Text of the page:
While the ideal is 50%-50% parenting time, the reality is more like 65% to Custodial, and 35% to the Non-Residential parent. The court will entertain nearly any parenting plan the parties come up with, as long as the children do not go more than 14 days between physical contact with the non-residential parent, whenever possible. However, even that falls by the wayside if the designated custodial parent, typically mother, moves more than 60 miles distant from the childrens’ residence at the time the Plan was instituted. In fact, such a move is a fairly common post-divorce trigger for a request to re-examine custody. I have participated in many cases in which the father was awarded custody in that circumstance, especially if the move seems to be designed to place artificial distance between the father and his children.

If the Court is satisfied the move is legitimate, it will generally award compensatory parenting. Since weekends and special days are no longer available, the non-custodial parent will get the entire Summer and most, if not all of Christmas vacation. There are also credits to be had against child support for such things as air fare and other expenses newly incurred because of the move. The bottom line for our courts is maintaining regular, reliable contact between the children and both parents. This effort typically benefits fathers.

Fathers, generally, are not as actively discriminated against these days as they used to be insofar as child rearing is concerned. There are, for instance no rules at all about keeping them away from the maternity process. Quite the opposite, most fathers are encouraged to participate in everything – and being in the birthing room nowadays is nearly a requirement (if they don’t faint).

Seeing dads at the Mall with a baby strapped to their chest is a common sight. Visit any major grocery store on a Saturday mid-morning, and you will see a lot of dads wheeling little ones around in the cart. In those cases where parents are no longer together, the success of either parent is dependent on the goodwill of both parents (and often of their parents!) However, at least our laws and practices here in Oregon support equality, and insist on equity.

I’ve noticed a strong trend away from the concept that fathers are simply walking checkbooks or “Disneyland” dads by comparison to moms’ role. Families in which Dad is the stay-at-home primary parent are relatively rare in the US, although not unheard of. The majority of these seem to be happily partnered couples in which such a decision has been taken deliberately. Given the lack of employer understanding as to a single father’s role – either as custodial or non-residential parent, it is still doubly hard to award sole custody to dads, unless mother is simply unfit or unwilling.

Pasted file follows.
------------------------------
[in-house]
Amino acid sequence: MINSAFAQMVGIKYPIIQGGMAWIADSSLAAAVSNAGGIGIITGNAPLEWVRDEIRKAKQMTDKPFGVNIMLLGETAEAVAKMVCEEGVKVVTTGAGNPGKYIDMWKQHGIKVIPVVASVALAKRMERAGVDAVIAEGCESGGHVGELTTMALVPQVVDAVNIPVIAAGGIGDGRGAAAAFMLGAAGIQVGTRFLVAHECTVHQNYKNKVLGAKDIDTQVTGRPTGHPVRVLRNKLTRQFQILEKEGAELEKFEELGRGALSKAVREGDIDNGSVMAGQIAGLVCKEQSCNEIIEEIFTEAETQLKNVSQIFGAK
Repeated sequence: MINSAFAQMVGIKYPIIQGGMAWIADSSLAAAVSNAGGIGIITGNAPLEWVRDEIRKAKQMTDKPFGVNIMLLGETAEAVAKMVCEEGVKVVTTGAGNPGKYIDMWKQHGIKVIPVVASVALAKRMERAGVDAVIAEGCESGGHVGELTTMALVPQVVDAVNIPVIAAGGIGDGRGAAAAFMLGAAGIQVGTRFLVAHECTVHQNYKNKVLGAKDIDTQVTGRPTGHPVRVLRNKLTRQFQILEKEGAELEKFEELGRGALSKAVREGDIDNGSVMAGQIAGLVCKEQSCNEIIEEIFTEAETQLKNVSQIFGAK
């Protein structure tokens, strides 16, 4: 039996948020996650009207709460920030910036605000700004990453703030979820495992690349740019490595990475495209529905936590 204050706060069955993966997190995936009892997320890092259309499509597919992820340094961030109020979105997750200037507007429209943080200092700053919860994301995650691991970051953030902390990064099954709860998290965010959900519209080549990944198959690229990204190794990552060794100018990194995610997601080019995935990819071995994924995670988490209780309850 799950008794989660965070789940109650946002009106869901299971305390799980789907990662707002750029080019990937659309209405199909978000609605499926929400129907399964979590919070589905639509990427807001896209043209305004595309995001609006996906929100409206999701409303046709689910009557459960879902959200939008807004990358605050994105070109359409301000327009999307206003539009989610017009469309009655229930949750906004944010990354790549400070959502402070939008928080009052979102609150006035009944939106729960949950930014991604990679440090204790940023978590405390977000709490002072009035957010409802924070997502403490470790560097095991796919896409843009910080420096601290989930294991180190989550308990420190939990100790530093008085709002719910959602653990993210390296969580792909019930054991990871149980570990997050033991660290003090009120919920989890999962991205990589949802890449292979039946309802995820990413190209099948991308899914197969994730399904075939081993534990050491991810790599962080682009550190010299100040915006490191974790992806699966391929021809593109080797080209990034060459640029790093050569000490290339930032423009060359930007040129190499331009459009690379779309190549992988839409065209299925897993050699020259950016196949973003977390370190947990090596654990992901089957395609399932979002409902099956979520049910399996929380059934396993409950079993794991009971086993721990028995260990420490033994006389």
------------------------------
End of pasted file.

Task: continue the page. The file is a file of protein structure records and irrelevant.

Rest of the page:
At least, in Oregon, when that partnership fails, our courts do everything they can to make sure both parents maintain their relationships with their children to the greatest extent possible.

@OregonMJW on Twitter
Maren Wryn on Facebook

Photo credit: Musoromana Published under Creative Commons agreement.

4 thoughts on “Fathers, break ups, equality and US law”

  1. An interesting post. I’m wondering what happens if one parent moves out of the state, perhaps with the aim of making it more difficult for the other parent to maintain contact with the child? Do the different states have reciprocal arrangements to enforce agreements and orders?

    1. In a word – yes. All states have the same laws in that regard. See http://www.uniformlaws.org/shared/docs/child_custody_jurisdiction/uccjea_final_97.pdf

      Oh, you can move; and, if you’re custodial parent, you can take the child, But the onus and expenses of maintaining contact are on you – including air fare, etc., if you are found to have moved primarily to sever ties you could lose custody, and people do lose it all the time for that reason. But it’s an epic battle to get there from here.

      In real life, of course, it works differently. The aggrieved parent must petition the court for assistance. That’s expensive. The court will often consult – by direct telephone -with a jurist in the other state and get that state to agree to send a sheriff to go get the kid. Then, the withholding parent has to countersue to keep the child. It can get really REALLY expensive. Many times one or the other parent will be granted “supervised” parenting, meaning a third party monitor appointed by court is physically present (at a distance) to observe the interaction and report back. Nasty custody battles some times take years, and $10-20k.

      Just so you know, our courts are not my unwilling to sever parental rights altogether if one or the other is seriously abusive. But there is a long road ahead of that. Every family. broken or not, is given many many chances to do the right thing. Sometimes, they just don’t

      Thanks for asking! ;-D